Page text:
Women and girls empowerment

It’s an obvious statement that women and girls are marginalized and pushed to an extreme ends where they end up not having access to most essentials of life and are denied access to assets and properties and are not allowed to argue out about it. Being at the marginal position, chances of survival becomes difficult as one has to struggle to earn a living and provide for the family as a whole. Women lack stable source of income, majority depend on agricultural produce with no capital to start a small scale business with to earn something tangible out of it on daily basis. The entire scenario prevents the women and children from having access to basics of life such as food, clothes, shelter, medical services among others, all these combined with the prevalence of insecurity in the region has led to massive displacement of people to inaccessible locations hence magnifying poor health conditions in women, girls and children.

The prior implementation of GBV project in the areas of Loka Round and Logwili has elevated women and girls’ status to a more reasonable position where they are able to know their rights and how to lead a communal life style with others and this was achieved through the trainings/teachings delivered during the project period. In addition to that, a number of items such as dagger fish, onions, oil, sugar, salt, beans, bar soaps among others were distributed to the focal points, women and girls groups for their wellbeing.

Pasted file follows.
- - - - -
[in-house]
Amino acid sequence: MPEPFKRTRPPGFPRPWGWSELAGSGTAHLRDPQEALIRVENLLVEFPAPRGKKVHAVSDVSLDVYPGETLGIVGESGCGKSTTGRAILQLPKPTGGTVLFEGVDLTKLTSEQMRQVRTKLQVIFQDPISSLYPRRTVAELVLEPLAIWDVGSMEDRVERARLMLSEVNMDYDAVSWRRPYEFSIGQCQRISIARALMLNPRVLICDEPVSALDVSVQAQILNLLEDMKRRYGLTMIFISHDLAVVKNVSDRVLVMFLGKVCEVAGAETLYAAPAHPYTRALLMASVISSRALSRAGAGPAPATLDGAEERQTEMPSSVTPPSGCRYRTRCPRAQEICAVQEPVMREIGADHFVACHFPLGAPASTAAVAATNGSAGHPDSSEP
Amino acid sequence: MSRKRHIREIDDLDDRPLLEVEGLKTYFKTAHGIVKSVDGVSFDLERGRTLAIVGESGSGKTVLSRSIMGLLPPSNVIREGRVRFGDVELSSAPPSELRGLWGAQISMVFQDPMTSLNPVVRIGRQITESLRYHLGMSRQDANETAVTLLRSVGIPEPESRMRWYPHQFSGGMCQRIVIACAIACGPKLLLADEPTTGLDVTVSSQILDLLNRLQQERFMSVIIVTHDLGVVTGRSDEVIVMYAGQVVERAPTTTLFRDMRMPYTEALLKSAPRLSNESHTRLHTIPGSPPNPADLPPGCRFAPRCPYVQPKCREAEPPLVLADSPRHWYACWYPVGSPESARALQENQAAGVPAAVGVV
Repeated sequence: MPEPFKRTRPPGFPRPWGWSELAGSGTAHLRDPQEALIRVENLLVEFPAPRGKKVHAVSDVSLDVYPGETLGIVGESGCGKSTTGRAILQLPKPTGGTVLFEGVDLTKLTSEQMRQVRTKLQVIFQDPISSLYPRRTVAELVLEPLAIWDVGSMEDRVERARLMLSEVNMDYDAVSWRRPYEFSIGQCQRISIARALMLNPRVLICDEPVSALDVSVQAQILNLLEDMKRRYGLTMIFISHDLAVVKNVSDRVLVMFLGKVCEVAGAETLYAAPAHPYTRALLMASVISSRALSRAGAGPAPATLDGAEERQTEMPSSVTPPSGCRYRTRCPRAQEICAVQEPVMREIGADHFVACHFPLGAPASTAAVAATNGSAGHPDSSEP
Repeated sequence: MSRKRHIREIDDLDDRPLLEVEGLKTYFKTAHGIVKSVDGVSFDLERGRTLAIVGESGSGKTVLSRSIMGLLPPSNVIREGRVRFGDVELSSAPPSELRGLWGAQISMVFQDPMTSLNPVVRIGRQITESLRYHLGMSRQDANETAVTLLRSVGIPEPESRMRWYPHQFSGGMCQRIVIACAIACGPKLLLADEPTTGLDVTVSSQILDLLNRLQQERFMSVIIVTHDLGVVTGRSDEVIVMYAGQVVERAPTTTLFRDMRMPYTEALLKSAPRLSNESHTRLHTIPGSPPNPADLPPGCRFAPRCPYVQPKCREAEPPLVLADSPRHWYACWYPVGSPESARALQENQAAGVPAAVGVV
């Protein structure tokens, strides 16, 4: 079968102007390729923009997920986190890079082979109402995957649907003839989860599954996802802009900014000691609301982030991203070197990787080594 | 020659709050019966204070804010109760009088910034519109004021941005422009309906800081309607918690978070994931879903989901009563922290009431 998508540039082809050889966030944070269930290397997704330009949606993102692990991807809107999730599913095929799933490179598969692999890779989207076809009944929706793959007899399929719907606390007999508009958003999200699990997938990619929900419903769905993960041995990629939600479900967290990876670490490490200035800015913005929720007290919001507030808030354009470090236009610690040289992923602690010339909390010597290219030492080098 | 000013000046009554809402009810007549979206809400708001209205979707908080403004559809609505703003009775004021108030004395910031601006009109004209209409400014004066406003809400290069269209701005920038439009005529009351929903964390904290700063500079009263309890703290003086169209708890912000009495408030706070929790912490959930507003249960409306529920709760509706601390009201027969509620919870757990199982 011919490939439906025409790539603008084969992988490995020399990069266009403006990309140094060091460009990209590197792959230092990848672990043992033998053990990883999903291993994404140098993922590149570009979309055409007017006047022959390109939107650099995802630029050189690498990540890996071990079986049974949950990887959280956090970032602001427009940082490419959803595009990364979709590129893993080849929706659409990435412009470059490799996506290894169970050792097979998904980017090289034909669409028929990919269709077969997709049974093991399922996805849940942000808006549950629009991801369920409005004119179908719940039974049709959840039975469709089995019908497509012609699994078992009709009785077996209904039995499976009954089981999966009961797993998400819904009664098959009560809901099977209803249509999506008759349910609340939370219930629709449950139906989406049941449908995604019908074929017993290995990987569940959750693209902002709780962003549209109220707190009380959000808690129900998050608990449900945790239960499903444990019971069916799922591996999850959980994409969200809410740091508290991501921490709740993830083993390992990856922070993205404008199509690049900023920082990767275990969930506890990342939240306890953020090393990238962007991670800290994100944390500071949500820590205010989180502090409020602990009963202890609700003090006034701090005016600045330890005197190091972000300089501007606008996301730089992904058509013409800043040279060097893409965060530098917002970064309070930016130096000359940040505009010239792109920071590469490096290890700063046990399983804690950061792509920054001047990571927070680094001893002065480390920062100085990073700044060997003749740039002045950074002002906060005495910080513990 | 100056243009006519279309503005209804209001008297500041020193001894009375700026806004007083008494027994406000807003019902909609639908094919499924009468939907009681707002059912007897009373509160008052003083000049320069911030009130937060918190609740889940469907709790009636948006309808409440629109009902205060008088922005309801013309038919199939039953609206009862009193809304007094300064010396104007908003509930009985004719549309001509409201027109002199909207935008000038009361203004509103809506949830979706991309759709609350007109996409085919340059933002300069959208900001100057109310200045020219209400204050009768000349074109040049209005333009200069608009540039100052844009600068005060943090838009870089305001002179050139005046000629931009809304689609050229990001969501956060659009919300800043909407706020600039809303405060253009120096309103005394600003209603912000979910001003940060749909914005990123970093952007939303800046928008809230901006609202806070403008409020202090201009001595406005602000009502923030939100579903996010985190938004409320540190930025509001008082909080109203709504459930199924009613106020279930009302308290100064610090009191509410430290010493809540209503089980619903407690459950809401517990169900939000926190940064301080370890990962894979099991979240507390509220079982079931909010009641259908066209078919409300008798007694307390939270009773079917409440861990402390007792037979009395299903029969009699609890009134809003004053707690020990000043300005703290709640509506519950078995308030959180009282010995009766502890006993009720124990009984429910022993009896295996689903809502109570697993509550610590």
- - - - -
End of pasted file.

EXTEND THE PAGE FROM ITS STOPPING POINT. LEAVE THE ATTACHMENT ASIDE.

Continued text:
Three women one from Logwili and two from Loka Round wisely decided to commercialize the items distributed with the aim of raising some income that can help them combat some of their life challenges.  “Am excited, impressed and grateful of this project initiatives as it has enlightened and open our eyes to visualize beyond personal issues and concentrate on finding solutions to the existing life challenges. I took to the market all the items I received and by doing so I was able to raise of income that I partially used for paying my children’s school fees while the rest for buying food in the family,” said one of the women group members.